In 1605, Miguel de Cervantes Saavedra published part one of The Ingenious Gentleman Don Quixote of La Mancha. In 1615, he published part two. In various ages, the novel’s theme has been thought to be a comedy, a philosophical defense of the individual in a crazy world, and a social commentary.
The novel’s protagonist is a retired country gentleman who became obsessed with the ideal of a knight as one who does good by righting wrongs. The gentleman renamed himself Don Quixote, donned an old suit of armor, and set off seeking knightly adventure while guided by the principles of honor, generosity and courtesy. Don Quixote regularly deceived himself, deluded into interjecting himself as a solution to imaginary problems. He fared poorly, because the people and things of the world correctly viewed him as irrelevant. They ridiculed and beat him. His typical retreat is brilliantly portrayed in one scene when Don Quixote gets bested by a windmill.
Four hundred years later, the PCAOB is embarking on a Quixotic quest to improve the state of auditing in the United States. I’m sure the PCAOB would describe its quest as knightly. However, when you charge at a windmill, your quest is Quixotic. As surely as Don Quixote got beat by a windmill, the PCAOB is about to get beat down by auditor rotation.
The audit model used in the United States and the rest of the world is fundamentally flawed. These flaws lead directly and inevitably to untrustworthy and therefore worthless audit opinions. Investors who rely on financial statements because they receive clean audit opinions are deceived into making sub-optimal investments.
By law, publicly traded companies are required to have their financial statements audited by “public accountants.” States certify and license these auditors. Many audit firms serve as public accountants, with the largest collecting over $1 billion annually in revenue.
Companies have a significant financial incentive to secure clean audit opinions, for investors would shun their securities if the financial statements were accompanied by unfavorable audit opinions that pointed to problems in part or in whole with the financial statements. Indeed, since the passage of the Securities Acts of 1933 and 1934, the corporate practice of shopping for favorable opinions continually has vexed government regulators.
The problem persists because audit firms correctly perceive they will lose clients and revenue if they don’t play ball with any company whose hand feeds them. There are no major penalties to any audit firm that issues undeserved clean opinions. How so? Ketz and Catanach of Grumpy Old Accountants point out the PCAOB is a paper tiger (a paper tiger has no bite). They argue that audit firms are not disciplined by the PCAOB for living in and off of corporate pockets. I might add that the audit industry has been extremely effective in securing legislative shields from lawsuits from shoddy audits.
Let’s review. By law, publicly traded companies are required to have their financial statements audited by “public accountants.” States certify and license these auditors. There are many audit firms that serve as public accountants. Companies have significant financial incentives to secure favorable audit opinions, and public accountant auditing firms have significant financial incentives to provide favorable audit opinions. There are no effective regulatory checks on the practice of providing favorable audit opinions. Consequently, a large percentage of investors don’t rely at all on clean audit opinions, and published financial statements are not heavily used in making investment decisions.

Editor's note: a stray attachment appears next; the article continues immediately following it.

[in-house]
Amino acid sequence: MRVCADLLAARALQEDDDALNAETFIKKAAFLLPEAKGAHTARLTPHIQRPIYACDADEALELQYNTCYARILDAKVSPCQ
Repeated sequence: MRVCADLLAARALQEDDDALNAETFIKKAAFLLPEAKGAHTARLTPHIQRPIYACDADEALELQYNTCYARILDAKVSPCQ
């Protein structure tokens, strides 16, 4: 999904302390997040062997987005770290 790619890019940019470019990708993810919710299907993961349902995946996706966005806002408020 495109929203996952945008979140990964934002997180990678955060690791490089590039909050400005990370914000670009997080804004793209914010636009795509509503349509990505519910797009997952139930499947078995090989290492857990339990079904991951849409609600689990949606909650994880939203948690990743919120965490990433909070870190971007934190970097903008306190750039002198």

Aware of the many failures of large audit firms to check the misreporting of financial results by publicly traded companies, the PCAOB under new chairman James Doty is now examining the audit model with a goal or making changes that would result in more effective audits that would provide a measure of protection to investors.
Instead of zeroing in on one or more of the major flaws of the audit model, the PCAOB has decided to attack a windmill: audit firm tenure. The PCAOB thinks that frequent rotation of auditors will produce better audit opinions. It most surely won’t.
Requiring audit firm rotation puts the regulatory seal of approval on opinion shopping! Instead of impeding corporate searches for compliant auditors (for example, by random assignment), new regulations considered by the PCAOB would require new searches on a regular basis.
Instead of removing the monetary incentives for audit firms to play ball with audited companies, companies will still be required to pay the audit firm. If payment came from a third party, perhaps auditor allegiance would shift from satisfying corporate wishes to protecting investors. But new changes being consider do nothing with this problem.
Instead of penalizing audit firms for soft and undeserved audit opinions, the proposed changes do nothing to discipline audit firms.
Therefore, I don’t think the proposal of frequent auditor rotation will produce the desired results of more effective audits and audit opinions that finally mean something. Mark this Quixotic quest as FAIL!
Debit and credit – – David Albrecht